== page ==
She shuffled toward me as I backed out of the threshold. “Let me taste you, young man. I have always enjoyed the feel of a strapping boy upon my lips.” Her leer was anything but innocent. Her eyes were twin shards of the blackest coal. Though I couldn’t discern iris from pupil, I knew she was intent upon me. The intensity of her gaze was too great to think otherwise. “…both sets of them…” Her cackle was horrendous.

I backed away further.

She reached for me.

She was slow and her movements were jerky and lacked coordination. It was easy to avoid her grasp.

I back-peddled into the middle of the alley, sputtering, “What are you?”

“I am a woman,” she hissed, grabbing at herself, long, withered fingers made bright with exposed bone, clutching, rubbing, and then disappearing into her unsightly folds.

I swallowed hard to keep the contents of my stomach where they belonged. “Leave me alone,” I tried to warn her, though my voice was so strangled I didn’t sound all that menacing.

Her smile was so broad, her skull, beneath her parchment-like flesh, began to crack. Tiny motes of dust fell to the floor, wisps of the same popped outward to either side of her. “All boys like me, young one. They all do. Come and let me show you.” She reached for me once more, though I was well out of the way.

“Stop!”

“Come -,” she began, intent on saying more.

Without warning, a huge claw-like hand shot forth from the chamber behind her, the light reflecting, refracting in a thousand, thousand rays – every single shade in the rainbow and a million more. With fingers as big around as my waist, the glass-beast squeezed, holding her firm, pulling her back into the chamber.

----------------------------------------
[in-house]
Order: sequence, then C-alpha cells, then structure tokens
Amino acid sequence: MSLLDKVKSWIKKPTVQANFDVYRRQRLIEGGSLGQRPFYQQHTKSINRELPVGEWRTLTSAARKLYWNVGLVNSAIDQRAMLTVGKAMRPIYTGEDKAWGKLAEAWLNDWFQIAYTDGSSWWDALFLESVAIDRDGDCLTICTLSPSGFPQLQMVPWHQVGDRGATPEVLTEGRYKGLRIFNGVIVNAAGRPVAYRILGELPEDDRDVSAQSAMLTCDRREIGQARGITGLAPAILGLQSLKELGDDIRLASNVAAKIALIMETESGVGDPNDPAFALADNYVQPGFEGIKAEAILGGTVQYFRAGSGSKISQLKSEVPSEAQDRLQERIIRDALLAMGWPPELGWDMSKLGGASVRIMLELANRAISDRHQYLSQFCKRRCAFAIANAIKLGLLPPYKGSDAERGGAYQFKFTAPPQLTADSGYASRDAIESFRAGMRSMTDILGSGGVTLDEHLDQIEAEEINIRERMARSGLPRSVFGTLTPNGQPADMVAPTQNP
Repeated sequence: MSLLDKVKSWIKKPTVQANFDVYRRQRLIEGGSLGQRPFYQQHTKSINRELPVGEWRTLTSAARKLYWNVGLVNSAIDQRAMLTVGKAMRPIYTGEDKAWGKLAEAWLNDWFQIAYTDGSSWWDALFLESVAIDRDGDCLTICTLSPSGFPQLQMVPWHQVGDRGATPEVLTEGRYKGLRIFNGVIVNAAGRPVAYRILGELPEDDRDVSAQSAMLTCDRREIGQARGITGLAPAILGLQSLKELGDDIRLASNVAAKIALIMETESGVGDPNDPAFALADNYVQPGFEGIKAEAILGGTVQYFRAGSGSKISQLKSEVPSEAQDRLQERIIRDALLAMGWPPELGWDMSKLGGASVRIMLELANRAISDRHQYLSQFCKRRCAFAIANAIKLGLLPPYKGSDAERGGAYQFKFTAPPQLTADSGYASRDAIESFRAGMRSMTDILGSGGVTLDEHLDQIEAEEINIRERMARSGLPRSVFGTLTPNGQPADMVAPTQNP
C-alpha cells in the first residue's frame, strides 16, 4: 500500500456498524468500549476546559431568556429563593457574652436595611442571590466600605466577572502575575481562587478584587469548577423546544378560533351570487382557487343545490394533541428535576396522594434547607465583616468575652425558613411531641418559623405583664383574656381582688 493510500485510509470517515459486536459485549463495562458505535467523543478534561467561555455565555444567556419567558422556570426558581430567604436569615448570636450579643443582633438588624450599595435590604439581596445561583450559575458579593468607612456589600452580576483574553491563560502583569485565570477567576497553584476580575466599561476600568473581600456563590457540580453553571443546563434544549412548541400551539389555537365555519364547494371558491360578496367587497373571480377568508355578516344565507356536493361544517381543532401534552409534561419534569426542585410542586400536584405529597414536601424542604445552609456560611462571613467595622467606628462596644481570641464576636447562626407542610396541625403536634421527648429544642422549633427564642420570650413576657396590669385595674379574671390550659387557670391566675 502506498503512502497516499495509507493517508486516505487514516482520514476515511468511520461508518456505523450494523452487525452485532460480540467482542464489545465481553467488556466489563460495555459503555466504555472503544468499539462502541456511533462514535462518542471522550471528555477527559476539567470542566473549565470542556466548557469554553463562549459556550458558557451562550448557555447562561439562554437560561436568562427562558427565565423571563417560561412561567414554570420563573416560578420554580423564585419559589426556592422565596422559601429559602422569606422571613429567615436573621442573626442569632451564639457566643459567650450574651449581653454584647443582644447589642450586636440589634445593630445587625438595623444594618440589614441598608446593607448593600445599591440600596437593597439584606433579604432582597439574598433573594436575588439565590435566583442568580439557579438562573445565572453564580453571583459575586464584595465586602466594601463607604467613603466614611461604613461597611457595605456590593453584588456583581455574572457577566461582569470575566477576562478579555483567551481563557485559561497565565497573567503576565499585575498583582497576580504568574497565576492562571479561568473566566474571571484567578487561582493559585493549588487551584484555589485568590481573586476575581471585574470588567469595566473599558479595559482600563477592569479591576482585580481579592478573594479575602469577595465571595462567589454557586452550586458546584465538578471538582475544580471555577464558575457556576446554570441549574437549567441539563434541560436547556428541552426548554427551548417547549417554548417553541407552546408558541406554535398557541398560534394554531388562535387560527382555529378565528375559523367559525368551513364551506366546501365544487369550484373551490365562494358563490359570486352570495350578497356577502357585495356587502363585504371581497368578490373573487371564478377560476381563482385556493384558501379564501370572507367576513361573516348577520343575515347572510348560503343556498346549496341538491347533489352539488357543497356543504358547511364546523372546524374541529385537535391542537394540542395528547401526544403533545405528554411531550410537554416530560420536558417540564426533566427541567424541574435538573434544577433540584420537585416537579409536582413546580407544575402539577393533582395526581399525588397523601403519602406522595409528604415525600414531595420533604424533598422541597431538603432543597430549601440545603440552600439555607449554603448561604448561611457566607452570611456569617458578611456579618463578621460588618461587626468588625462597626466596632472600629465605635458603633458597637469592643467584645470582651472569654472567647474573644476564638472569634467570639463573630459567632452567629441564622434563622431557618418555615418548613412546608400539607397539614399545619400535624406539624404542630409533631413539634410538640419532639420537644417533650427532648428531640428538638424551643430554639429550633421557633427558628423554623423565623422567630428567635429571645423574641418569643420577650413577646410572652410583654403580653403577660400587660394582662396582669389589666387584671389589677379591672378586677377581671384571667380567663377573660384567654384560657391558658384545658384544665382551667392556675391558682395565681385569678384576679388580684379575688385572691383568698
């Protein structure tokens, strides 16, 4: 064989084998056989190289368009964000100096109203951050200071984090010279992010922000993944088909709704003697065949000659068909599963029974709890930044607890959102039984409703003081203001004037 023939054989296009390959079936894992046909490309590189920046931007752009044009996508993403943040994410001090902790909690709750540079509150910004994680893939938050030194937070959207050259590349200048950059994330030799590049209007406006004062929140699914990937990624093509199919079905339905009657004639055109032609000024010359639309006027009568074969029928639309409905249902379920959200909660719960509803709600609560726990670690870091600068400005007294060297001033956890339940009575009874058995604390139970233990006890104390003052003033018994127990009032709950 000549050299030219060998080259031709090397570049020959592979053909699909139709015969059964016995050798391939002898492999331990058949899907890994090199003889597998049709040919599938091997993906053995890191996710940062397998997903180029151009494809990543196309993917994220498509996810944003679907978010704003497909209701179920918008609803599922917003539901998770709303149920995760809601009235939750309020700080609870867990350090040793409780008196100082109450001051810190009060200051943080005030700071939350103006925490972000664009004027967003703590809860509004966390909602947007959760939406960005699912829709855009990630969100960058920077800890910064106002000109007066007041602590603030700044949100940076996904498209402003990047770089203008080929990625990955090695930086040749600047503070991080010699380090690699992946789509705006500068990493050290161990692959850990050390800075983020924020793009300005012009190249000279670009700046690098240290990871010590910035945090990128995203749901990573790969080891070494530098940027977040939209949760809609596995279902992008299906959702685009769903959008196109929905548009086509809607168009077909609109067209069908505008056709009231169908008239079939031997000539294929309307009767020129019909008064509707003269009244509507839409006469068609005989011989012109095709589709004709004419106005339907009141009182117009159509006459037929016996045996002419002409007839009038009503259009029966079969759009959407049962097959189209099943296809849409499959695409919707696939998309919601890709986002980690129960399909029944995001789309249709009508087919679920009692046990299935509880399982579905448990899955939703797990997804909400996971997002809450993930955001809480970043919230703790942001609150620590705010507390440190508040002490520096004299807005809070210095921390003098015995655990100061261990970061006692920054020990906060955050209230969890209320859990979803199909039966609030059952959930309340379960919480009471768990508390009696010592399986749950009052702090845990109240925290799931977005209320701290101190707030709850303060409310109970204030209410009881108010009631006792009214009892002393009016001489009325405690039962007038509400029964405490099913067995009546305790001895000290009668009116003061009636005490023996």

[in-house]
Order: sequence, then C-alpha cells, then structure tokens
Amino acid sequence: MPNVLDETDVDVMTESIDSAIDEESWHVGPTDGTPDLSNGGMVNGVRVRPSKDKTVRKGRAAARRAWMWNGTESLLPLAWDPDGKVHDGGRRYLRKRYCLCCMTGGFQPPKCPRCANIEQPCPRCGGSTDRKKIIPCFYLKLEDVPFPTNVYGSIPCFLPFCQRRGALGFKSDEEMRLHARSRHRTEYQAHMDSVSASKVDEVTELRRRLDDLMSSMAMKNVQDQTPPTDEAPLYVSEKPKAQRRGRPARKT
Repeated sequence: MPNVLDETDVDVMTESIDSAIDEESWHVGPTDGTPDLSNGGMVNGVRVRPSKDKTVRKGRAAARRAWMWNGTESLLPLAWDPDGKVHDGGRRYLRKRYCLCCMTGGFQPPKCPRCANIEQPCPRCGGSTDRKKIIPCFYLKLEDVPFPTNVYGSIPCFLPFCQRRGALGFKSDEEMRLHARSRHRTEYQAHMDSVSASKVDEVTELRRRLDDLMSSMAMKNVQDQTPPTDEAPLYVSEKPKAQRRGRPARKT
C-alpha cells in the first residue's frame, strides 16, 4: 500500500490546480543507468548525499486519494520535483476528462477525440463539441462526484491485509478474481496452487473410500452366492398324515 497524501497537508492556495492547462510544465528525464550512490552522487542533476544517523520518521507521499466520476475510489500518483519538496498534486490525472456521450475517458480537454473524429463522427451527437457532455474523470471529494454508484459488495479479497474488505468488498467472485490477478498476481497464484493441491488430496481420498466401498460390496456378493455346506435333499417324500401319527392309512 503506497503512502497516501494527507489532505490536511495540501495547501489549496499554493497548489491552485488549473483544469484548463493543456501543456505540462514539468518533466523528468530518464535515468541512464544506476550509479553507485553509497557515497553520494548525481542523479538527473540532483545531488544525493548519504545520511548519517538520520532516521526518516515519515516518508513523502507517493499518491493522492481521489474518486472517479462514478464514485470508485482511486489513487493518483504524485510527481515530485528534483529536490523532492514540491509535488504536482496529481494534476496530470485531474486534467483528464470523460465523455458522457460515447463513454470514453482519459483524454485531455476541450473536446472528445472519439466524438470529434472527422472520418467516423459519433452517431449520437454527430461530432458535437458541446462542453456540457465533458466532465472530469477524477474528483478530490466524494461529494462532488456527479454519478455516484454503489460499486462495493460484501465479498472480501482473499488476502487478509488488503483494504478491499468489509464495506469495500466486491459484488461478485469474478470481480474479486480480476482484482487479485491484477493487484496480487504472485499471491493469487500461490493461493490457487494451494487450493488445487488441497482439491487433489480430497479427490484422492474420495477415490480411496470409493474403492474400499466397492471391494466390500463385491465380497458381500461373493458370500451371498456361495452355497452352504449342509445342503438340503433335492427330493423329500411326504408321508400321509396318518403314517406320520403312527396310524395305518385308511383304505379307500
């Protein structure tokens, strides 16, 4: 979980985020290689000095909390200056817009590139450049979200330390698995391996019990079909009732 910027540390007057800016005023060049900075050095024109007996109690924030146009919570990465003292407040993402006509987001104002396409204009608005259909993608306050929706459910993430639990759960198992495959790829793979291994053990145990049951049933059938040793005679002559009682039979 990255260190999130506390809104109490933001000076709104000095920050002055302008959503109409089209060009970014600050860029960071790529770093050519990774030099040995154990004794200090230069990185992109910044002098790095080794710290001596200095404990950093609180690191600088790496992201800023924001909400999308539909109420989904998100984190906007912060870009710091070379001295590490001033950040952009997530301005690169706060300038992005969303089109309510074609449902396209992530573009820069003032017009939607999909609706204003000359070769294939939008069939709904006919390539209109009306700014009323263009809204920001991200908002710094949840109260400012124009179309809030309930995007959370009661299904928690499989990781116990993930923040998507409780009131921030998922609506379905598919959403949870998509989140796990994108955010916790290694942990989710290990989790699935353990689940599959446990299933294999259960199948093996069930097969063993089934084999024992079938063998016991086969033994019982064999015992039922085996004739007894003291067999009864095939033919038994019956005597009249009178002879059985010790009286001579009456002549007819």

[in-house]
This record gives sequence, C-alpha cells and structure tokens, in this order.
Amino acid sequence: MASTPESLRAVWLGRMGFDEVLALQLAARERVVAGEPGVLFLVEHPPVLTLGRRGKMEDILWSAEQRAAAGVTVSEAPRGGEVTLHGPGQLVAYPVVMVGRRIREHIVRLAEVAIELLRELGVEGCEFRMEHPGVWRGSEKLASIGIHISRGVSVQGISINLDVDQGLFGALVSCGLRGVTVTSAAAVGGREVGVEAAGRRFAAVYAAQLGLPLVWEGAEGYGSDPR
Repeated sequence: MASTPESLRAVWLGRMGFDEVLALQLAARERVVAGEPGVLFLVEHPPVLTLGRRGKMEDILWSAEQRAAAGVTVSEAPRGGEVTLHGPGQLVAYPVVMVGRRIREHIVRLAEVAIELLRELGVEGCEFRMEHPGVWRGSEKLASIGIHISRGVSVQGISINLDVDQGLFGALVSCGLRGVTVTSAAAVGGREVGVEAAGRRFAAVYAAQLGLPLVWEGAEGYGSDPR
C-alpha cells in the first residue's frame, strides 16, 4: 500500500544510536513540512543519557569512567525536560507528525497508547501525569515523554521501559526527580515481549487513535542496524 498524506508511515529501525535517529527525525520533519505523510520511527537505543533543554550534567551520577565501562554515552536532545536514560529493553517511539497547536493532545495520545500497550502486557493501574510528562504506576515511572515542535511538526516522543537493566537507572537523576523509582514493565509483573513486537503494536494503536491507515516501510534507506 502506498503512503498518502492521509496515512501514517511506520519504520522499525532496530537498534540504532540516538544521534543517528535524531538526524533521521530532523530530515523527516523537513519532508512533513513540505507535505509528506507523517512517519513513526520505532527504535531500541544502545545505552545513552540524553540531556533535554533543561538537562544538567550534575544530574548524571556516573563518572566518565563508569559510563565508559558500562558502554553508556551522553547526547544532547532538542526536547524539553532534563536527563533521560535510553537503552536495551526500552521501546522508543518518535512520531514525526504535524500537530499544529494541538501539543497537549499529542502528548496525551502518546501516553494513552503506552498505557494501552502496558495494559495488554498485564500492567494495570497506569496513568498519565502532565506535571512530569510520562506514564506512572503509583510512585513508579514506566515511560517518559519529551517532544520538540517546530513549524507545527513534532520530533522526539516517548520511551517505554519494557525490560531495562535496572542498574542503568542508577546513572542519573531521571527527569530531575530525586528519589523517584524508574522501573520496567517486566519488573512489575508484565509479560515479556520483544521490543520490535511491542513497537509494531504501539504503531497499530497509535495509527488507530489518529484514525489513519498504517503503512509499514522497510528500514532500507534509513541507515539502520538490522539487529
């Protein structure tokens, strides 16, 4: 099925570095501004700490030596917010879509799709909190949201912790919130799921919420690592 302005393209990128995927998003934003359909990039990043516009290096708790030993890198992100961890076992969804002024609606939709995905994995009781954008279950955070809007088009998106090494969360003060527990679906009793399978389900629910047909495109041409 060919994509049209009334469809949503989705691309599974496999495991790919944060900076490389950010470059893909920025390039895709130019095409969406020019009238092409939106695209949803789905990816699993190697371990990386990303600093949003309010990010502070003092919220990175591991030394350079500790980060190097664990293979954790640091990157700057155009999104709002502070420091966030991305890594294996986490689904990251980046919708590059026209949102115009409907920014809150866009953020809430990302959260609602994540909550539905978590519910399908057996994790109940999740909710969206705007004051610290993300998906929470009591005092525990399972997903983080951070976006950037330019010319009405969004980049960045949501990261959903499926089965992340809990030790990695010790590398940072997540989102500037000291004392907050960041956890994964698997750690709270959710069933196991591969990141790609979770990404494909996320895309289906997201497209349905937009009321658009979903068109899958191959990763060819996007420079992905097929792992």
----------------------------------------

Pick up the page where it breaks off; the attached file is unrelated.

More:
She laughed like she was being tickled, her head thrown back, her mouth as wide as it could go, while her midsection was systematically crushed within the creature’s grasp.

I was rooted where I stood. My slippers seemed to melt into the asphalt water-channel, running down the middle of the alley.

The thing made of glass, too big to see through the doors, bent down, balanced upon its’ other implausible hand, shoving what was left of Lenny’s mother into its’ gaping maw. Bizarre, needle-like teeth ripped her to shreds in seconds, dust and other detritus from the grave littered the ground below it.

My lascivious ancestor was consumed. She convulsed with laughter the entire time.

I shook with repugnance, yanking my feet from the metaphysical goo of the deliquesced asphalt and ran. How far? I cannot tell you. All I know is the sound of my slippers slapping against the concrete floor of the alley seemed to sound in my ears for an eternity. My breathing became hoarse, labored. My chest filled with pain as my legs became ladened with lactic acid. They pleaded for me to stop, to rest. I couldn’t though. I had to get away. I had to put as much distance between me and the glass and the clothes, and my grandmother, as possible. There was nothing more important than that.

I ran.

I ran and ran, ran and ran… for longer than I ever ran in my life. To me, there was no concept of time. I was running, football fields, miles, maybe a marathon worth of distance. I was never able to discern, no matter how hard I tried over the years.

Simply, I ran.

An hour later, a minute later, her voice came, and halted all – my thoughts, my forward motion, even my breathing and quite nearly - my heart.

“Where are you going so fast?” Her chuckle was undeniable. “You should take your time, relax. Maybe stay a while…”

I turned toward the sultry tones.

She was in a doorway, leaning against the frame, her weight on one leg. Her arms were crossed below her large breasts, their spongy tops showing. The neckline of her silken blouse plunged as usual. It was without sleeves, black, displaying her tanned arms. Even in the blue glow of the alley, her skin was flawless. She had one a pair of sheer, black tights, though they could’ve been thick pantyhose for all I knew. I could practically see through them, see the inviting wheat-colored flesh underneath. Her boots were leather, heeled, as dark as night, ending at the knee with long, sensual zippers running up the inner sides.